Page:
As a business, are you aware that the majority of web traffic comes from mobile devices? Yet still,
businesses do not take the effort to optimise their web pages for different screen sizes, resolutions
and orientations. With the increased number of different devices and resolutions, it’s near
impossible for a business to create web designs for every device on the market (phones, tablets,
kindle, desktop, laptop, games consoles and even smartwatches). But – that doesn’t mean the webpage shouldn’t be accessible to all of them.
What is Responsive Web Design
Responsive web design was originally defined by Ethan Marcotte in ‘A List Apart’ :
“Now more than ever, we’re designing work meant to be viewed along a
gradient of different experiences. Responsive web design offers us away
forward, finally allowing us to “design for the ebb and flow of things.”
He simply states the importance for web design is to respond to the needs of the users; through
the devices, they’re using, the installed fonts on their device, the screen resolution and many other
intangible aspects. So, the solution: instead of creating different web pages under different
subdomains, create one which is flexible. One which can adapt and be suitable for anybody using any device.
There is “more than 4 devices for every human on earth.”
The Three Technical Ingredients for Responsive Web Design
Marcotte explains how “flexible designs make no assumptions about a browser window’s width,
and adapt beautifully to devices that have portrait and landscape modes.” When fluid grids are
created using CSS, the columns on a web page automatically adjust to fit the screen size of the
device being used. This is beneficial in maintaining a consistent theme and image across all devices and means only one web page is needed.
2. Flexible Images
Marcotte discovered that images displayed on both smaller and larger dimensions and resolutions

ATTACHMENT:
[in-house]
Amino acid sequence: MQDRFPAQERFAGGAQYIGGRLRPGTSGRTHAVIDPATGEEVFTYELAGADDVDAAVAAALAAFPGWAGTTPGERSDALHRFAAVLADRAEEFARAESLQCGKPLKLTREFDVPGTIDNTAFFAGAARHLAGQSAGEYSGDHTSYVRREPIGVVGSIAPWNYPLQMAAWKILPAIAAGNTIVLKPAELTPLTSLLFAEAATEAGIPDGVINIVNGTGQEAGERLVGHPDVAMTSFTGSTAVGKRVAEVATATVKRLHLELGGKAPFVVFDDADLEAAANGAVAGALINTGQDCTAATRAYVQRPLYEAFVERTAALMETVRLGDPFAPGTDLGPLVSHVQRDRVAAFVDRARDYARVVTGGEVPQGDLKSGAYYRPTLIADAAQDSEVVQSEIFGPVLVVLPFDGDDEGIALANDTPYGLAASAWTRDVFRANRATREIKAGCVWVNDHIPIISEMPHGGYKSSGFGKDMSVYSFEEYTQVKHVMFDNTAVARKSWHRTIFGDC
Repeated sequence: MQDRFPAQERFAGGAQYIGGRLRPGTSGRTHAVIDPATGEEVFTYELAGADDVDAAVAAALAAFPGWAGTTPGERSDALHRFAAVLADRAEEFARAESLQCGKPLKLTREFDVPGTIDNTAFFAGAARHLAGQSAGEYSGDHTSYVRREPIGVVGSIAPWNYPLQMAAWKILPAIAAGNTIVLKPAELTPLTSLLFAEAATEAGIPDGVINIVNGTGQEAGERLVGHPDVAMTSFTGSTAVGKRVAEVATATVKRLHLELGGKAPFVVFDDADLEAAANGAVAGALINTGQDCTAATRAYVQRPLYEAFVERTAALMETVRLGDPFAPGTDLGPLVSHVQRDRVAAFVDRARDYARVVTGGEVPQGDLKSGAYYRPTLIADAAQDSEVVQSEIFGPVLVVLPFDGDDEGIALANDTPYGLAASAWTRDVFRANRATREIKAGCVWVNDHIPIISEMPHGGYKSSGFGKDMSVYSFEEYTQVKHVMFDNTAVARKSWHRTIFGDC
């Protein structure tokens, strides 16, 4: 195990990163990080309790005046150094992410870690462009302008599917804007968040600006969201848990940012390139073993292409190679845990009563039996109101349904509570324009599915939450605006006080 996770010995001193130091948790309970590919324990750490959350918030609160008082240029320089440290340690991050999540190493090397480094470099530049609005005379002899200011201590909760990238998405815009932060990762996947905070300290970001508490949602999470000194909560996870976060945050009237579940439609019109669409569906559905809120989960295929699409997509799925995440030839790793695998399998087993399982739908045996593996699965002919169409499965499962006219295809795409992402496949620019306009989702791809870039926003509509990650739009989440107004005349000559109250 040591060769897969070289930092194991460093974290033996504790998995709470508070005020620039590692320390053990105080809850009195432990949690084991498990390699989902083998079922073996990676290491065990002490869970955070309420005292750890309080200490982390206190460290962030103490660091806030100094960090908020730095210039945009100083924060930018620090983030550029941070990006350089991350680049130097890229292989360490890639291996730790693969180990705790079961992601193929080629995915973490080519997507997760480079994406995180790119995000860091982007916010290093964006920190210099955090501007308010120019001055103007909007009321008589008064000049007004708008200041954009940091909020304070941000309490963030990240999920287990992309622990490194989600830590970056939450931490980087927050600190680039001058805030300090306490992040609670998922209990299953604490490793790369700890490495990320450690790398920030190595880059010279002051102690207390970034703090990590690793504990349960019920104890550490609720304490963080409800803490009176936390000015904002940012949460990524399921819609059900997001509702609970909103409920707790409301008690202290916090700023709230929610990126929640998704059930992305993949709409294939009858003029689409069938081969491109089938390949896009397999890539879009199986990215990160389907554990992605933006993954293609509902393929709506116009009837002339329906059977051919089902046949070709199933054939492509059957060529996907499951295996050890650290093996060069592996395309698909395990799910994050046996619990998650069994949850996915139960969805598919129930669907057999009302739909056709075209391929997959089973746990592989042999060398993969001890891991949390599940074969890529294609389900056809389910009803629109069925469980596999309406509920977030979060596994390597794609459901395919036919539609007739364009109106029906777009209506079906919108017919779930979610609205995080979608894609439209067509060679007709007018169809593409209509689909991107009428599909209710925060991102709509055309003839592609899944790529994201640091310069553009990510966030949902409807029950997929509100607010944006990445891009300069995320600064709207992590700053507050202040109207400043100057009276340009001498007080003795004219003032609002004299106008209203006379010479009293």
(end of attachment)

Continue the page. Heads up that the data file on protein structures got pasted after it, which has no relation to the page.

than what they were created to become illegible. As most websites are designed on a computer,
these images normally appear fine on a normal desktop, but when reduced down to a phone
screen become cropped, and even when expanded to a larger dimension they grow to “unwieldy sizes”.
The way to overcome this? By changing the columns, as well as the dimensions of the image, this can be easily adapted through the use of an image cropping tool. As different devices have different
dimensions, by using code to prevent media files from exceeding the dimensions, more columns
can be created. For example, when the dimensions fall below 400px (say, a phone screen), the
image layout can change from a three-column layout to a two-column layout (as shown).
Images by Ethan Marcotte
3. Media Queries
As explained by Marcotte, “a media query allows us to target not only certain device classes but to
actually inspect the physical characteristics of the device rendering our work.”
Media queries allow developers to make sure the web pages are suitable for the device’s dimensions. For example:
Media= “screen and (max-device-width: 480px)”
This piece of code is asking the device if its “horizontal resolution is equal to or less than 480px.” If
the device’s horizontal resolution is equal or less than 480px, then the device will load the web page applicable for that device.
Now we’ve run through the basics of responsive web design, let’s look at some popular examples:
Labelled as “the first artist-owned global music and entertainment platform”, Tidal has a really
good example of responsive web design. The size and location of the text change when
viewed on a desktop, tablet and mobile phone. The images differ from all three user devices and
the ‘start free trial’ button is changed for the best location for each device. The search bar at the
top condenses into a drop-down menu when on a smaller device to accommodate for smaller
Everybody’s (statistically speaking) favourite fast food! McDonald’s attempt of responsive web
design is impressive. The main banner image changes size and layout depending on the user’s
device. Notice how the arrangement of images, background text and foreground text changes from
mobile, to tablet, to desktop. Similar to tidal, the navigation is condensed into a clickable drop-down menu due to the restricted space on a smaller device.
The richest company in the world. Apple’s website is a prime example of responsive web
design. Notice the major difference of the images from the three different screen sizes. This
enables customers to have the best view of their products no matter what device they are using.
When the mobile phone is turned landscape, the images alter to the ones shown on the tablet
and desktop. Yet again, the navigation is simplified into a drop-down menu for the mobile screen.
Ethan Marcotte was a pioneer in the development of responsive web design, and his work has
never been more relevant than today. With the number of devices increasing yearly, and the
number of web searches completed on different sized devices increasing every day, a responsive
website is critical to reaching customers, no matter how they are searching for you.